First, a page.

W3C home > Mailing lists > Public > www-svg@w3.org > January 2014

Re: The (new, enhanced) viewbox property

From: Tab Atkins Jr. <jackalmage@gmail.com>
Date: Mon, 6 Jan 2014 14:28:13 -0800
Message-ID: <CAAWBYDCV991-BLK8eFp4JYqFgrbE50L2quwNj9kZvhZ1pR=8CA@mail.gmail.com>
To: "Dr. Olaf Hoffmann" <Dr.O.Hoffmann@gmx.de>
Cc: www-svg <www-svg@w3.org>
On Mon, Jan 6, 2014 at 4:18 AM, Dr. Olaf Hoffmann <Dr.O.Hoffmann@gmx.de> wrote:
> This is not the case for SVG. For SVG 1.1 clearly CSS2.0 applies,

No, CSS applies, the language as it stands, not any obsolete snapshots
of the standard like 2.0.

> only
> CSS 2.1 has the confusing definition:
> 1px is equal to 0.75pt.
> 1pt is equal to 1/72nd of 1in.
> 1in is equal to 2.54cm.
> cm  fortunately is defined as an international standard precisely by
> scientific authorities beyond the competence of the CSS working group,
> inches are derived from this as well, but this fits to the 2.54cm mentioned
> in CSS 2.1.
> I haven't seen, that this definition of a pixel is defined in any viewer.
> Usually another misleading section of CSS 2.1 is implemented, that
> promotes to intentionally break international standards of lengths to
> mislead people about the correct size. This needs to be fixed in CSS 2.1,
> but is currently not applicable for SVG 1.1 - therefore viewers having
> such a behaviour have a bug.

Once again, you misunderstand what was actually defined by CSS.  I'm
far past the point of hoping to educate you on this matter, but for
the edification of other readers, here's how CSS deals with units:

It turns out that authors commonly assume that there is a fixed ratio
between the px unit and all the physical units, especially pt.  This
sometimes results in page designs that work when a particular px:pt
ratio is used, but breaks (lines break unexpectedly, floats move
chaotically) when a different one is used.  This means that browsers,
in practice, have to fix a particular ratio of px:pt in order to
render the internet correctly.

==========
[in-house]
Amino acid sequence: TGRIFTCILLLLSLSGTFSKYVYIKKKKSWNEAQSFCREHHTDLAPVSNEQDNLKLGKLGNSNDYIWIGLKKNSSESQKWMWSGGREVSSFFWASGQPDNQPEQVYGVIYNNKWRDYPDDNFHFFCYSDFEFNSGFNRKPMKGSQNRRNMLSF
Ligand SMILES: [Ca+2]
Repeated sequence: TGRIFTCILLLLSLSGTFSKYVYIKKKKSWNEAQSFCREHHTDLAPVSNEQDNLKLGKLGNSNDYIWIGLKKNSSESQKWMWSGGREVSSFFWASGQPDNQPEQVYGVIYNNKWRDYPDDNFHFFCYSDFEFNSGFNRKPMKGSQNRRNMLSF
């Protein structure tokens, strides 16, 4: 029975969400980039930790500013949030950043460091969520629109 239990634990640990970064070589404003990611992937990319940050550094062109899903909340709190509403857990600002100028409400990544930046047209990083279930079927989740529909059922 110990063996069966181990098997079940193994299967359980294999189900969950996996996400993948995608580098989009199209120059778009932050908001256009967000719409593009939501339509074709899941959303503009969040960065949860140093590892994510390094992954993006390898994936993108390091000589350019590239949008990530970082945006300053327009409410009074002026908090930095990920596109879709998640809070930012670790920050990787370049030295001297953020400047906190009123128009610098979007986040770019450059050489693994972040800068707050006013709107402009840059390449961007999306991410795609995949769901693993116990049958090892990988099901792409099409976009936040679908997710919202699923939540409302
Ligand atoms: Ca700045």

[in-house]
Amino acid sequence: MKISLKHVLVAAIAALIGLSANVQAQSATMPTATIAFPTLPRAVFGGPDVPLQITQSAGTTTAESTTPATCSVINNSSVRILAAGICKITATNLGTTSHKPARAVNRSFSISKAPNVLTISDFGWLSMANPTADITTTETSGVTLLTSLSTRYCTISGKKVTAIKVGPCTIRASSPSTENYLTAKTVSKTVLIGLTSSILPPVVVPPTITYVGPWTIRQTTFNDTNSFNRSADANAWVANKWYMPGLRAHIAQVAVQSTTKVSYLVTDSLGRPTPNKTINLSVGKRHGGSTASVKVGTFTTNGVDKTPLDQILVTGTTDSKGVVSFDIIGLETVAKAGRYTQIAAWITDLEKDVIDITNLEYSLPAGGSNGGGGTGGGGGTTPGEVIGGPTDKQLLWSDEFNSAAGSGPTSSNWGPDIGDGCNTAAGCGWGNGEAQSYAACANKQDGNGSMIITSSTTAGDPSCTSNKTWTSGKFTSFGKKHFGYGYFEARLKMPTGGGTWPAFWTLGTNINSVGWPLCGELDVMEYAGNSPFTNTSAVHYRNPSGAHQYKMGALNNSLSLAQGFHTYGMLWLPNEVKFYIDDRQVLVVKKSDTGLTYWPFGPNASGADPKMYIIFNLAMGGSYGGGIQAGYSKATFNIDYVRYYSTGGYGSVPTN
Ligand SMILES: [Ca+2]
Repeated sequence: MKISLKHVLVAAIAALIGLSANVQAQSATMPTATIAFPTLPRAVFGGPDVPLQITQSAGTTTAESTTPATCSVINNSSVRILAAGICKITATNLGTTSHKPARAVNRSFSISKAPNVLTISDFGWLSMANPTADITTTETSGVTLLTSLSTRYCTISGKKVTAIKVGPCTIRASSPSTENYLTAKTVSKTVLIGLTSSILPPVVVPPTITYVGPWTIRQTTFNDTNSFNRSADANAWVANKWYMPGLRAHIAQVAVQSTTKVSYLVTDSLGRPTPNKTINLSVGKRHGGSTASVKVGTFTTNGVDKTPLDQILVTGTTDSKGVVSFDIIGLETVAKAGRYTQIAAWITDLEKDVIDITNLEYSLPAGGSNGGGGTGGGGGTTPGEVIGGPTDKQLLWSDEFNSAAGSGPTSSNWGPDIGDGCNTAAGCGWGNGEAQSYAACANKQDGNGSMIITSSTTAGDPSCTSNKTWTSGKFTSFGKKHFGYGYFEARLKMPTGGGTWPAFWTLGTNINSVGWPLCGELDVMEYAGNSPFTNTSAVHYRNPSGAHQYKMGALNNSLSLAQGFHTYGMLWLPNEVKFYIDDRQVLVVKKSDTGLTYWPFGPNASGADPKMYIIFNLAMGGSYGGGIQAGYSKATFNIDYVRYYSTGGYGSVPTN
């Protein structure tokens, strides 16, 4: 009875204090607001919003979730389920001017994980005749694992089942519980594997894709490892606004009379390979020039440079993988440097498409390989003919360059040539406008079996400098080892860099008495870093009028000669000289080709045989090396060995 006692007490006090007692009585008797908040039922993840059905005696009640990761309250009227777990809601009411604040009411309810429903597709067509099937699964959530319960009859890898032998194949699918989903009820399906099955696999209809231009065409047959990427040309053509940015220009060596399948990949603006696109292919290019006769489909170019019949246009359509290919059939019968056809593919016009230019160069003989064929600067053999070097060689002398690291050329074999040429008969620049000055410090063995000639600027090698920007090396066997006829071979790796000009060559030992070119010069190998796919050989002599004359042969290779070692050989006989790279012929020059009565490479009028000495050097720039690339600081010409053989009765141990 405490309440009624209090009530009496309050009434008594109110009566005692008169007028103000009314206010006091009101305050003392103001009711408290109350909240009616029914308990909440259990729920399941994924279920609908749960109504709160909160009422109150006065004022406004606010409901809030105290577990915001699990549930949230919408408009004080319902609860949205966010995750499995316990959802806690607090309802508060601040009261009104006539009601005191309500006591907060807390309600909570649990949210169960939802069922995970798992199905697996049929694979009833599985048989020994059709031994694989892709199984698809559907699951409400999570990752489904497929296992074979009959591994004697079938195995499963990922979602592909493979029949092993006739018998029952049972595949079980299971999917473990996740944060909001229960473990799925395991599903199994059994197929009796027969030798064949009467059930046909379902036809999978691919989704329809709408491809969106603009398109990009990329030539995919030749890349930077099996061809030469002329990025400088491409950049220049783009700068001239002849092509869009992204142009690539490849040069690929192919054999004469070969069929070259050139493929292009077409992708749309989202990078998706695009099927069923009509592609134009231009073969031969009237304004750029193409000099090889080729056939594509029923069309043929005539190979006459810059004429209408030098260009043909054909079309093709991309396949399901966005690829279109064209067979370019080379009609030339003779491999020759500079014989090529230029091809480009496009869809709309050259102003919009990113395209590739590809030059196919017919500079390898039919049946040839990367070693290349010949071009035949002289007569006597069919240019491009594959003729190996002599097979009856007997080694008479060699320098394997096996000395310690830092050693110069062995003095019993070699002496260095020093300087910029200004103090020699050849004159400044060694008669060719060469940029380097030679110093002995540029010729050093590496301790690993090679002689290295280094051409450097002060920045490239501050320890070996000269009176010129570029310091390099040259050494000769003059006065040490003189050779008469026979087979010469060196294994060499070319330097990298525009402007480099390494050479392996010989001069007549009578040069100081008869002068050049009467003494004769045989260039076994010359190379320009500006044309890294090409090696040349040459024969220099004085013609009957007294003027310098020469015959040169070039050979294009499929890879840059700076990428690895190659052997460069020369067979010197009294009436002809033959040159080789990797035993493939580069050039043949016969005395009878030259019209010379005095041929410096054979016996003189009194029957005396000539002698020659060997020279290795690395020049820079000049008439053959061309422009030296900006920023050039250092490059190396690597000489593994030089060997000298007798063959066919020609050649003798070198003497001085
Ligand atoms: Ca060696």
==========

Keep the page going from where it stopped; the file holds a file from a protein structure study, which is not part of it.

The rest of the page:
The most common ratio, and the one CSS mandates, is 4px = 3pt, due to
most monitors using 96 dpi for many years.

Note that the absolute sizes of the px unit is *not* important here
for pages to render correctly.  Devices have different pixel sizes,
users zoom, etc., and nothing breaks as a result.  So CSS renderers do
have the ability to set the pt unit to its correct physical size (1/72
inch), and thus the size of the px falls out as 1/96 inch.  However,
on computer screens this is often suboptimal - it's best, for
rendering purposes, if the px unit has a simple integer ratio with the
hardware pixels.  As such, browsers tend to fix the size of the px
based on the size of the hardware pixel (making it equal to 1, 2, 3,
etc hardware pixels, depending on resolution), and then the size of
the pt unit (and all the other physical units) follows from that.
This means an element with a width of 1in may not be exactly 1 inch on
screen, but again, given things like browser-zoom, etc., this might
not be true regardless of what the browser does.

(As a further note, there are other interesting constraints on the
size of the px unit.  Many phone screens set the size of the px so
that their screens are exactly 320px wide, to match the iPhone,
regardless of what ratio this has with hardware pixels.  This gives
less pleasing results, but it increases compatibility with
poorly-designed mobile sites.  Luckily these are decreasing as the
share of iPhones as mobile browsers shrinks and the multitude of other
phones increases.)

tl;dr: The ratio of px:pt is fixed at 4:3 for compat/author
expectation reasons, but browsers are free to set the absolute size of
the length units to whatever they need. Some (like printers) can
choose physical accuracy, desktop browsers usually choose a simple
ratio of px:hardware pixels, phone browsers sometimes choose iPhone

Received on Monday, 6 January 2014 22:29:00 UTC

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